08/27/2009 05:12 am ET | Updated May 25, 2011

Is Sarah Palin Our Richard Nixon?

Sarah Palin quit on Sunday, exiting "stage far right" as Talking Points Memo put it. Point Guard Sarah couldn't finish the third quarter -- she quit with 17 months, or nearly a third of her term, remaining. In Saturday's New York Times, Alaskan political legend William Iggiagruk Hensley noted that Alaska's first Governor, Bill Egan, stuck out his term through a fiscal crisis and crippling gall stones. Palin, Hensley argued, has the national stature to help Alaska through an emerging fiscal crisis, but she quit instead.

I'm finally reading Rick Perlstein's excellent book, Nixonland, and the similarities are disturbing. Nixonland charts the rise of an unscrupulous, polarizing political figure who suffers a national defeat, "quits" politics and tells the press that he's leaving the world stage, then fashions a stunning political comeback by stirring the pot of race and class warfare for his own political gain. We know how that ended. From page 46:

Nixonland ... is the America where two separate and irreconcilable sets of apocalyptic fears coexist in the minds of two separate and irreconcilable groups of Americans. The first -- enemies of Richard Nixon ... take it as an axiom that if Richard Nixon and the values associated with him triumph, America itself might end. The second group believe ... as did Nixon ... that if the enemies of Richard Nixon triumph, the Alger Hisses and Helen Gahagan Douglases ... the hippies ... and all the rest -- America might end.

Oh! Well, I'm certain Sarah Palin would destroy the country. And I know she thinks I'm out to destroy it too, especially since we haven't been so kind to the Governor, going so far as to invite a guest blog from a dead General to condemn her.

Three weeks ago, after Palin's strange, rambling press conference-slash-salmon-bake in her backyard, I wrote that her re-emergence on the national stage could be effective if she seized the mantle of economic populism, especially if the economy is slow to recover. I was struck, then, by this passage from Nixonland about how Nixon positioned himself:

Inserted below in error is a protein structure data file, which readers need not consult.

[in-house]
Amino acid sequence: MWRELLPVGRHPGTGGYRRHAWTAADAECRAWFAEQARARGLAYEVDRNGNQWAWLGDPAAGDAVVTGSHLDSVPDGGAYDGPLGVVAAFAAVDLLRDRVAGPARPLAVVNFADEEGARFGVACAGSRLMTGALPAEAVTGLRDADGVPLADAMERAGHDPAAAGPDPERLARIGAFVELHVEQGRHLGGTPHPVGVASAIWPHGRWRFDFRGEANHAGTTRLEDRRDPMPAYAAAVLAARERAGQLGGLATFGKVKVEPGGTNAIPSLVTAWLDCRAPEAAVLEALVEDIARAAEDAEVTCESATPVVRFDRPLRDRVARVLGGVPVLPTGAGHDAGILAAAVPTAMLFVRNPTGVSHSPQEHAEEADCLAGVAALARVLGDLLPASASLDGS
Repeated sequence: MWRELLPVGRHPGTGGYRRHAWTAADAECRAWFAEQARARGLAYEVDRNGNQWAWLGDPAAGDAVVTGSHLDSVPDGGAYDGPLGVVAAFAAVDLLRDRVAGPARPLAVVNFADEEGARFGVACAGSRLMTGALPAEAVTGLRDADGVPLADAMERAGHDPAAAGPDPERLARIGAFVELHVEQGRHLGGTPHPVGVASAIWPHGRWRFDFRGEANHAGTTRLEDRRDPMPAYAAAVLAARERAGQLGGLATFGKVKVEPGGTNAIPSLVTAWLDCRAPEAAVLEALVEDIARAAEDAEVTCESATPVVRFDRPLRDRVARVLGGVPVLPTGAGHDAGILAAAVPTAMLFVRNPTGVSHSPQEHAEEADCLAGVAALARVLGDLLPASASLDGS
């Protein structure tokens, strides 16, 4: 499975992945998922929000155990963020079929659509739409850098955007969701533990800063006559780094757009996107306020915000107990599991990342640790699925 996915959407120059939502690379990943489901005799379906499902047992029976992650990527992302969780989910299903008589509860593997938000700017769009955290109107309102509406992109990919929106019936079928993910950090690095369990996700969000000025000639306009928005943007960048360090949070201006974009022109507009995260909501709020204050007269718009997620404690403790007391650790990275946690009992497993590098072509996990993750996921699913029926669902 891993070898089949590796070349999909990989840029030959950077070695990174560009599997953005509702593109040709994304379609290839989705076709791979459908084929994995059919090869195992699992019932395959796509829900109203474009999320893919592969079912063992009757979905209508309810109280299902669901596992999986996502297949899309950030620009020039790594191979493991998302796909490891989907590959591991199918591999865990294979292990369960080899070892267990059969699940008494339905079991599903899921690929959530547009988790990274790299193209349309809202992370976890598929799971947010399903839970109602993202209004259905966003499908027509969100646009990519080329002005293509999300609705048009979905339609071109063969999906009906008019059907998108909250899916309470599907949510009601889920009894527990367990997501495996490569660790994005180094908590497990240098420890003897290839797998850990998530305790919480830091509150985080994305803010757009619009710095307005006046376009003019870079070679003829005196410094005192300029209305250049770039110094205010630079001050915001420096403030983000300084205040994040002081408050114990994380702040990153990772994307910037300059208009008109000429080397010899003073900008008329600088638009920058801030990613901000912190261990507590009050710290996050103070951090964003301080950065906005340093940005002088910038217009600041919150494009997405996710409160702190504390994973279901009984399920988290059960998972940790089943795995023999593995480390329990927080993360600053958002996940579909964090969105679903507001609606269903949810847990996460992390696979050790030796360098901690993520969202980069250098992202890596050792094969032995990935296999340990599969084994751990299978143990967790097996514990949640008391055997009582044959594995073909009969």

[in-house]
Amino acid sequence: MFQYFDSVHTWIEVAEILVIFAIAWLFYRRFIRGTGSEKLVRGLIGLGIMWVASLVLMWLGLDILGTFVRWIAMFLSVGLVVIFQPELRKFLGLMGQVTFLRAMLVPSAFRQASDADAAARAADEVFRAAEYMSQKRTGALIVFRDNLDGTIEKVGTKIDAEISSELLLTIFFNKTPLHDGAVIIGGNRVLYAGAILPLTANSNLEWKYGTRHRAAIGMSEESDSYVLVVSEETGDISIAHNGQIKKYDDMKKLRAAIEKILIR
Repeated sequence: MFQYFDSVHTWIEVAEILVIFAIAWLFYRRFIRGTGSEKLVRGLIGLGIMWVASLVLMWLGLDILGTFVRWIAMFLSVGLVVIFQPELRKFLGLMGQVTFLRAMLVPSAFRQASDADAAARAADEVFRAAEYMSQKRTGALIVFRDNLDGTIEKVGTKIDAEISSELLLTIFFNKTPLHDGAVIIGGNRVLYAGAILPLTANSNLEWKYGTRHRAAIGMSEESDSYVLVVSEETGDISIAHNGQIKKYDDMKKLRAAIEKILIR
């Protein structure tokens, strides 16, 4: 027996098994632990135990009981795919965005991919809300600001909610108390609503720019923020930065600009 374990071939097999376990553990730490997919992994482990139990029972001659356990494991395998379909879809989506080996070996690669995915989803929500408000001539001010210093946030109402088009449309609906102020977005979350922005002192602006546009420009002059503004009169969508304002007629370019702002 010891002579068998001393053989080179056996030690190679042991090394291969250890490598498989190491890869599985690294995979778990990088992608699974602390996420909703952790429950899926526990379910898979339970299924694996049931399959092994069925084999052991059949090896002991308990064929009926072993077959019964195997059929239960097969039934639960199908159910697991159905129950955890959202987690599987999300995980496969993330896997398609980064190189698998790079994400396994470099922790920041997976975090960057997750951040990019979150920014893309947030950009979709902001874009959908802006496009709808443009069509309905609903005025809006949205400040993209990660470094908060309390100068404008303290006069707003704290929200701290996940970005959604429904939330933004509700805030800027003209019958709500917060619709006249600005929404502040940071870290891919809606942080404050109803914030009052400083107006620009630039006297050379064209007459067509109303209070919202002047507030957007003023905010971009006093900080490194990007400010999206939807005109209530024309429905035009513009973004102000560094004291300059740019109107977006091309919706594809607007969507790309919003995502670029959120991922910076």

Nixon was now the poster child for a ... deranged new politics of mass consumption. It felt divorced from any mature and reasoned and logical analysis of who really ran things in society ... how power really worked. This was a new style of political demagoguery, a kind of right-wing populism.

Weird. Then check this Sarah Palin's tweet from July 19th:

No time to waste: teach US youth to avoid idleness; they can lead new American Industrial Revolution w/WORK & embrace "Buy American" mission 12:08 PM Jul 19th from TwitterBerry

Palin opposes virtually every single solitary policy position that would actually make that happen. The stimulus and federal funding for manufacturing? She fought it. "Green collar jobs?" She's ridiculed them. She's vigorously anti-union and against the right to organize. She sees little to no role for the government in industry except to "get out of the way," which is what George Bush did for eight years. She laughed at community organizing and opposes federal funding for community service programs, which exist to turn idleness into engagement.

But just like Nixon, she knows that populism is a good message even if her policies don't back it up. It's not what she's promising -- it's what she represents to parts of a frightened nation in a time of crisis. From Nixonland, Page 43: